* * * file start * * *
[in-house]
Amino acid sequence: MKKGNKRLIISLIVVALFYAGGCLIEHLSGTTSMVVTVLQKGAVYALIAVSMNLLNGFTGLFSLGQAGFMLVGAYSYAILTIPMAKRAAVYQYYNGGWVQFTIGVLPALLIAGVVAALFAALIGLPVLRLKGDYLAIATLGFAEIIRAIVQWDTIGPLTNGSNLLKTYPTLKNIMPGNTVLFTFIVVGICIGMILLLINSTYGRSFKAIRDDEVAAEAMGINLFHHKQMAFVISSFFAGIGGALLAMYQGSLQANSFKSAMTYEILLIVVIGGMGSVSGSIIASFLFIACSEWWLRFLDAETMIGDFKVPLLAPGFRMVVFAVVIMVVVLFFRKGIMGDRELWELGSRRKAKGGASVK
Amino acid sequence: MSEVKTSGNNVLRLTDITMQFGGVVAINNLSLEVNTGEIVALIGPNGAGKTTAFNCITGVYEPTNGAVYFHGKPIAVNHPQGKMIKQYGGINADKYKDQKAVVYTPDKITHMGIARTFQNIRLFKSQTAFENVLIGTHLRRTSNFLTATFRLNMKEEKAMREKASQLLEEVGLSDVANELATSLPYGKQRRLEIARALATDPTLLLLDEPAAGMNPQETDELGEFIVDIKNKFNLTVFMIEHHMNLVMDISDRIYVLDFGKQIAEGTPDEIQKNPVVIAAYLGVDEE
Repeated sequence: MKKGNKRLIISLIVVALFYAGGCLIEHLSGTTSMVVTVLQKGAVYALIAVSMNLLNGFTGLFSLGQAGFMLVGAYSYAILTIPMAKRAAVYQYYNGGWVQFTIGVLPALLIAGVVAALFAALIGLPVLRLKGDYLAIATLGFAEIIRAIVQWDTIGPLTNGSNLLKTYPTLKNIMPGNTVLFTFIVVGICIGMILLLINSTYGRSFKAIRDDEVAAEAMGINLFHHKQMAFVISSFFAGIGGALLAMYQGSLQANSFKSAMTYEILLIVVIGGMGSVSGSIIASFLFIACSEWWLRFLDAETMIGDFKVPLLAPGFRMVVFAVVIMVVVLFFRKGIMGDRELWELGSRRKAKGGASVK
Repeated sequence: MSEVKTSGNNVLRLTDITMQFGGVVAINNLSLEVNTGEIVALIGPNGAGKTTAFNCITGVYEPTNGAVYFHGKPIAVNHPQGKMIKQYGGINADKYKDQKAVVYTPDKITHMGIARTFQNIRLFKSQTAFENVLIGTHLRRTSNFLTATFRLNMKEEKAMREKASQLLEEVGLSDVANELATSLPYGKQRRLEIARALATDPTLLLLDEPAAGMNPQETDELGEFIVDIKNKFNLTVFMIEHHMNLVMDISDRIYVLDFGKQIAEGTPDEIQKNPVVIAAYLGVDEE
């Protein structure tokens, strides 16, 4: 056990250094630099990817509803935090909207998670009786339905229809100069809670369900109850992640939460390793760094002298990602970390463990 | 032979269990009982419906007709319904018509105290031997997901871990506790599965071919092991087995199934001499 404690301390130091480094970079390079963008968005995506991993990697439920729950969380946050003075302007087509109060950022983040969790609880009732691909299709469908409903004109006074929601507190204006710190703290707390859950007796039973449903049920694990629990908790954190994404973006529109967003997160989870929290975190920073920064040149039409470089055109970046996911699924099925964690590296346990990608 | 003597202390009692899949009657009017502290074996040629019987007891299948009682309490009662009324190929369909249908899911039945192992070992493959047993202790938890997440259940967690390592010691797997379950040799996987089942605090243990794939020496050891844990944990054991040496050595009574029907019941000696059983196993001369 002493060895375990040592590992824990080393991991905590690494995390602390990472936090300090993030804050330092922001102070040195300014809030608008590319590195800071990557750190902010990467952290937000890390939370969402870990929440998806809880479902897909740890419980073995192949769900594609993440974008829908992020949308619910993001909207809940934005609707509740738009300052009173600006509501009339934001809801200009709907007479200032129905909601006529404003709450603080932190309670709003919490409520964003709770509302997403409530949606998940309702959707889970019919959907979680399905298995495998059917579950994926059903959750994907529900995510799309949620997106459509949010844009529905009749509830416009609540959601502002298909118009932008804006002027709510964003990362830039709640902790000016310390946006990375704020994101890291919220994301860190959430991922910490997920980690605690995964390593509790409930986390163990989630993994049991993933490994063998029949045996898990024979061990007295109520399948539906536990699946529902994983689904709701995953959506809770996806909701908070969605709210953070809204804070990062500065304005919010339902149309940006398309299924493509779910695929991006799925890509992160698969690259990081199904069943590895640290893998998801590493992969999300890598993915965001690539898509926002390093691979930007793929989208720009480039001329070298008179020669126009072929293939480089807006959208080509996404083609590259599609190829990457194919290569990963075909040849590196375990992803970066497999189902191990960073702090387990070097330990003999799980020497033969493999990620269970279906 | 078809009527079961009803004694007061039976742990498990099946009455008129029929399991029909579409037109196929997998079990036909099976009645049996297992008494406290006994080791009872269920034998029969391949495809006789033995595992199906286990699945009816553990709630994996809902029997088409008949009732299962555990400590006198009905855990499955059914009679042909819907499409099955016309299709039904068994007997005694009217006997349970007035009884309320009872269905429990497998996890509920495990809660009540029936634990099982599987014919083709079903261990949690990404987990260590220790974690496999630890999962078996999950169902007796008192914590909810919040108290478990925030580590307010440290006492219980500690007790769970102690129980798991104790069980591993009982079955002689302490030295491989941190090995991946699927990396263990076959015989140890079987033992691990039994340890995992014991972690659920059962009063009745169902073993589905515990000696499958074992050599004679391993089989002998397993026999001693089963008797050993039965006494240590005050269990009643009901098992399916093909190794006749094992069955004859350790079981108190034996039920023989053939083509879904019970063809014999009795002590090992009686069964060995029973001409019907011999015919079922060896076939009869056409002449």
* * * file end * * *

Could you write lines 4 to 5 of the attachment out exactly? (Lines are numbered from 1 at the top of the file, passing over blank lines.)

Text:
Repeated sequence: MKKGNKRLIISLIVVALFYAGGCLIEHLSGTTSMVVTVLQKGAVYALIAVSMNLLNGFTGLFSLGQAGFMLVGAYSYAILTIPMAKRAAVYQYYNGGWVQFTIGVLPALLIAGVVAALFAALIGLPVLRLKGDYLAIATLGFAEIIRAIVQWDTIGPLTNGSNLLKTYPTLKNIMPGNTVLFTFIVVGICIGMILLLINSTYGRSFKAIRDDEVAAEAMGINLFHHKQMAFVISSFFAGIGGALLAMYQGSLQANSFKSAMTYEILLIVVIGGMGSVSGSIIASFLFIACSEWWLRFLDAETMIGDFKVPLLAPGFRMVVFAVVIMVVVLFFRKGIMGDRELWELGSRRKAKGGASVK
Repeated sequence: MSEVKTSGNNVLRLTDITMQFGGVVAINNLSLEVNTGEIVALIGPNGAGKTTAFNCITGVYEPTNGAVYFHGKPIAVNHPQGKMIKQYGGINADKYKDQKAVVYTPDKITHMGIARTFQNIRLFKSQTAFENVLIGTHLRRTSNFLTATFRLNMKEEKAMREKASQLLEEVGLSDVANELATSLPYGKQRRLEIARALATDPTLLLLDEPAAGMNPQETDELGEFIVDIKNKFNLTVFMIEHHMNLVMDISDRIYVLDFGKQIAEGTPDEIQKNPVVIAAYLGVDEE